Looking for sex in Iceland?
A nation as famously characterised for its sparse and tiny population as it is for its volcanos and glaciers, Iceland is home to just 335,000 people. Known as the land of ‘Fire and Ice’, Iceland has been growing in popularity as a tourist destination over the last two decades swelling from around 600,000 visitors a year in 2000 to a staggering 2 million in 2017. Most visitors who hit the country tend to stick to the capital city of Reykjavik and the surrounding tourist routes known as the ‘Golden Circle’. The most northerly capital in the world, Reykjavik is as provincial as cities get and is smaller than many towns and villages in most western nations.
In this guide, we explore the culture of sex in Iceland looking at both the prostitution and pornography laws as well as looking at what the Icelanders think about casual sex. We also take a look at the legal status for LGBTQ rights plus, we reveal what the best options are for dating via the classified sites in Iceland.
Sex in Iceland
Iceland is deemed a part of Scandinavia and has a shared history due to its associations with Denmark. The country was ruled by the Danish until 1918 and even shared its monarchy until the 1940s. As a result, there are lots of cultural similarities with both Denmark and other Scandi countries such as Sweden, Finland and Norway.
Icelandic society is very liberal compared to much of Europe and the country has some of the world’s most progressive laws on gender equality and LGBTQ rights. Pioneering the way on anti-prostitution and anti-pornography legislation, Iceland is regarded as a blueprint for reform on both counts with more than 70% of the population in support of the tight controls in place.
The culture of sex and nudity in Iceland is very open and the Icelanders have a reputation across Europe (and beyond) as being quite promiscuous. The belief was perpetuated by the national airline, IcelandAir who ran a heavily criticised campaign in the 1990s publishing slogans such as “Fancy a dirty weekend in Iceland?’ and “Have a one-night stand in Reykjavik”. Portraying their countryfolk as ‘easy’, the company’s (supposedly) ‘tongue-in-cheek’ advertising caused public outrage, particularly with feminists.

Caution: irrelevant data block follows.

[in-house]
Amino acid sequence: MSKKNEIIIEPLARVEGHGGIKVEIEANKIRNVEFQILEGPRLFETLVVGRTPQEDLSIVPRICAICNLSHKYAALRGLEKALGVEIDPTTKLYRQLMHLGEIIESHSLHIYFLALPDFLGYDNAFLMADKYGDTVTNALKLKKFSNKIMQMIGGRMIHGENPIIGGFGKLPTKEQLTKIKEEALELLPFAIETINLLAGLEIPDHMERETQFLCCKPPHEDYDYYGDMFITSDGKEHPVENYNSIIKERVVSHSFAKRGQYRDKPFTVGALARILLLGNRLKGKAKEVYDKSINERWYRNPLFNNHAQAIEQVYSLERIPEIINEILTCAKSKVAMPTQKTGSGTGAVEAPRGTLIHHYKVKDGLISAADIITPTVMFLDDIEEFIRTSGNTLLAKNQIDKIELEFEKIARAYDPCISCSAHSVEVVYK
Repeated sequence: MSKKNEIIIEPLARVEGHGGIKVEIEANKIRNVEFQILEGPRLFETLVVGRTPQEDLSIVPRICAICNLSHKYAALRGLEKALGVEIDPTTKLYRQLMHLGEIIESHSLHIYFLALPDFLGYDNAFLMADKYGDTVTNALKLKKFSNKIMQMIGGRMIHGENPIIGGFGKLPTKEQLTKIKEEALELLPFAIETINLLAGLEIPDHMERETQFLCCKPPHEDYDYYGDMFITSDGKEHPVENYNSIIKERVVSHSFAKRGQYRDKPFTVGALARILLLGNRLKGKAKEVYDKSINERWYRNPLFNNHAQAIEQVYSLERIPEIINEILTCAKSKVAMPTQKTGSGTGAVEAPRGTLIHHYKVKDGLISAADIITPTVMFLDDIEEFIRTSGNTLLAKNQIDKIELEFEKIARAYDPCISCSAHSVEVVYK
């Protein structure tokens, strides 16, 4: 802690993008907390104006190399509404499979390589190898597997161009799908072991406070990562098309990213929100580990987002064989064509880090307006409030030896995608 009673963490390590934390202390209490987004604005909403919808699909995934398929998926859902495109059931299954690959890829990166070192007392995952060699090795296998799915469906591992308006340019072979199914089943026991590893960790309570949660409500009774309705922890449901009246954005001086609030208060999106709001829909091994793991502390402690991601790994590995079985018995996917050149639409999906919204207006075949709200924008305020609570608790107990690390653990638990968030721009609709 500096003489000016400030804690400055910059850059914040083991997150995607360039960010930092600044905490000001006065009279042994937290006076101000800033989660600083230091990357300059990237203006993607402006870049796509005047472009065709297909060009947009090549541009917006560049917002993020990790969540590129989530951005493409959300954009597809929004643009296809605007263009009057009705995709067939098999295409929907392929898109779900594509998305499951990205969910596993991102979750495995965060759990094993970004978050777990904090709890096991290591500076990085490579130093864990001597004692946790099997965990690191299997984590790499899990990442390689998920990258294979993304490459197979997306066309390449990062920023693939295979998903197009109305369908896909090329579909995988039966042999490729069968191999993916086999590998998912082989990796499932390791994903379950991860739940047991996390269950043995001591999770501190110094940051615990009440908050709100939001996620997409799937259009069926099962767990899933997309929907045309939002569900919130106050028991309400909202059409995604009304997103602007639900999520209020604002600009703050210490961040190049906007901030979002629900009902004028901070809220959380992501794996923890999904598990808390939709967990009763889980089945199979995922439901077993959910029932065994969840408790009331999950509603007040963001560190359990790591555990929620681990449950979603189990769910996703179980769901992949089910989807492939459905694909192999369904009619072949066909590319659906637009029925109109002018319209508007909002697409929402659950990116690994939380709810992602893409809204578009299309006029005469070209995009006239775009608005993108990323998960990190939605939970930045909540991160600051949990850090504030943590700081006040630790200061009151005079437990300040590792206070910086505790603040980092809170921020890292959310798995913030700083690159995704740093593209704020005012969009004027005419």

And it doesn’t stop there, Quentin Tarantino was famously quoted in 2006 as saying on the Late Night show:
“But you know it’s funny because normally in America, the idea is to get the girls drunk enough to go home with you,” he said. “In Iceland, you get the girls home before they get so drunk that they’re passing out in your bathroom or vomiting all over you. That’s the trick.”
This followed an equally high-profile incident on the Oprah Winfrey show where an Icelandic woman stated that Icelanders were up for casual sex, saying:
“I guess we’re a bit liberal about things because we have a much lower threshold for beginning new relationships. And you don’t have to go on a date, number one and two, and perhaps on the third date you ask him in. You don’t have rules like that.”
The celebrated American pick-up artist, Roosh Vorek also wrote an interesting book in 2011 called Bang Iceland in which he confirms the culture of the hook-up in the country after his own experiences.
“It’s basically backwards: they have sex first before having an extended conversation that women from almost any other country in the world would require as a prerequisite to sex.”
Of course, not all Icelanders are looking for a one-night stand and many citizens resent the image that has been created in the media about liberal attitudes at the extreme. However, the general population could not argue with some of the stats about sex in Iceland:
- The average number of sexual partners for Icelanders is 13, compared to the global average of 9. This is the highest figure in Europe with the closest country being fellow Scandinavians, Finland with 12.4 partners. The lowest number in Europe was found in Slovakia who clocked up just 5.4
- According to Reykjavik’s main sex shop owner, demand for BDSM sex toys in Iceland has risen by 220% since the publication of 50 Shades of Grey.
- The average age that Icelanders lose their virginity is 15.6 years old which is the lowest age of first intercourse in the world.
- Icelanders also receive their first sex education at an early age with the average being 12 years old. Compare this to the global average of 13.2 years old and the previous statistic may make some more sense.
- The incidence of unprotected sex in Iceland is high (57%) compared to the global average of 47%. It is highest in Norway at 73% and lowest in Slovakia and Germany at 30%.
- 19% of those who responded to the survey reported having had a sexually transmitted infection
- Only 2% of Icelanders believe that young people should abstain from sex until they are married. In context, most of Europe felt this way with the majority of countries voting under 5% in favour.
- 50% of Icelanders are happy with their sex lives with 62% believing they are open-minded about this aspect of their personal lives. However, almost half (47%) wished they had sex more frequently and only 7% claiming that they do not have a high sex drive.
- 35% of people in Iceland like experimenting with different sex aids with a similar number (33%) stating that they like to be inspired and look for new ideas.